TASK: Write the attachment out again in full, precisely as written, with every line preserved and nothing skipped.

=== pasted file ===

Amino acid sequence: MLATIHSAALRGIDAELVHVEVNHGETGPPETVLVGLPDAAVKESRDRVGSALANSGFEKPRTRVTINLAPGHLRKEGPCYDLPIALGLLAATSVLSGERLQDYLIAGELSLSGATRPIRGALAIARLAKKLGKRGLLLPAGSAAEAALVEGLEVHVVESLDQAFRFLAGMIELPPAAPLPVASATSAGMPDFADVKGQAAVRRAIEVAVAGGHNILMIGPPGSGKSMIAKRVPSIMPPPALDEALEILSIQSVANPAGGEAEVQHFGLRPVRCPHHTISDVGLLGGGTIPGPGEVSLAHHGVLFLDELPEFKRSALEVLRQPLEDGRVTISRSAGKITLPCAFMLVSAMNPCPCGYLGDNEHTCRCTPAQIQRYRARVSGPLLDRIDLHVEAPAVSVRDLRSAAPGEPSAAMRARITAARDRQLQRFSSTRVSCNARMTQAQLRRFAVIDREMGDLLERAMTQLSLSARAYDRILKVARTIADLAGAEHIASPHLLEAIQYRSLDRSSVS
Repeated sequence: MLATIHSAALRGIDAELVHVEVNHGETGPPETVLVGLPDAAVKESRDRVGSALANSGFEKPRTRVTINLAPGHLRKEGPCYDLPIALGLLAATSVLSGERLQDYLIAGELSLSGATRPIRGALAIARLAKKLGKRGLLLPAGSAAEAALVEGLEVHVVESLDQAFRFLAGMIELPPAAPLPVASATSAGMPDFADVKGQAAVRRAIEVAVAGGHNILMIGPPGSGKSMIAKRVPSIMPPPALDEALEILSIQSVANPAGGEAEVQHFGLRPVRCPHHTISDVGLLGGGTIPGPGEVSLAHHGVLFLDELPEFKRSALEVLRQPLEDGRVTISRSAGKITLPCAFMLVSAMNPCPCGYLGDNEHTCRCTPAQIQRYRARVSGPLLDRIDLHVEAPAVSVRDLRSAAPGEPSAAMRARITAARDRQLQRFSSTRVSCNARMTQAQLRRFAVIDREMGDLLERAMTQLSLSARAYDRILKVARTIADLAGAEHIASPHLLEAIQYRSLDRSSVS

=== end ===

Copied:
Amino acid sequence: MLATIHSAALRGIDAELVHVEVNHGETGPPETVLVGLPDAAVKESRDRVGSALANSGFEKPRTRVTINLAPGHLRKEGPCYDLPIALGLLAATSVLSGERLQDYLIAGELSLSGATRPIRGALAIARLAKKLGKRGLLLPAGSAAEAALVEGLEVHVVESLDQAFRFLAGMIELPPAAPLPVASATSAGMPDFADVKGQAAVRRAIEVAVAGGHNILMIGPPGSGKSMIAKRVPSIMPPPALDEALEILSIQSVANPAGGEAEVQHFGLRPVRCPHHTISDVGLLGGGTIPGPGEVSLAHHGVLFLDELPEFKRSALEVLRQPLEDGRVTISRSAGKITLPCAFMLVSAMNPCPCGYLGDNEHTCRCTPAQIQRYRARVSGPLLDRIDLHVEAPAVSVRDLRSAAPGEPSAAMRARITAARDRQLQRFSSTRVSCNARMTQAQLRRFAVIDREMGDLLERAMTQLSLSARAYDRILKVARTIADLAGAEHIASPHLLEAIQYRSLDRSSVS
Repeated sequence: MLATIHSAALRGIDAELVHVEVNHGETGPPETVLVGLPDAAVKESRDRVGSALANSGFEKPRTRVTINLAPGHLRKEGPCYDLPIALGLLAATSVLSGERLQDYLIAGELSLSGATRPIRGALAIARLAKKLGKRGLLLPAGSAAEAALVEGLEVHVVESLDQAFRFLAGMIELPPAAPLPVASATSAGMPDFADVKGQAAVRRAIEVAVAGGHNILMIGPPGSGKSMIAKRVPSIMPPPALDEALEILSIQSVANPAGGEAEVQHFGLRPVRCPHHTISDVGLLGGGTIPGPGEVSLAHHGVLFLDELPEFKRSALEVLRQPLEDGRVTISRSAGKITLPCAFMLVSAMNPCPCGYLGDNEHTCRCTPAQIQRYRARVSGPLLDRIDLHVEAPAVSVRDLRSAAPGEPSAAMRARITAARDRQLQRFSSTRVSCNARMTQAQLRRFAVIDREMGDLLERAMTQLSLSARAYDRILKVARTIADLAGAEHIASPHLLEAIQYRSLDRSSVS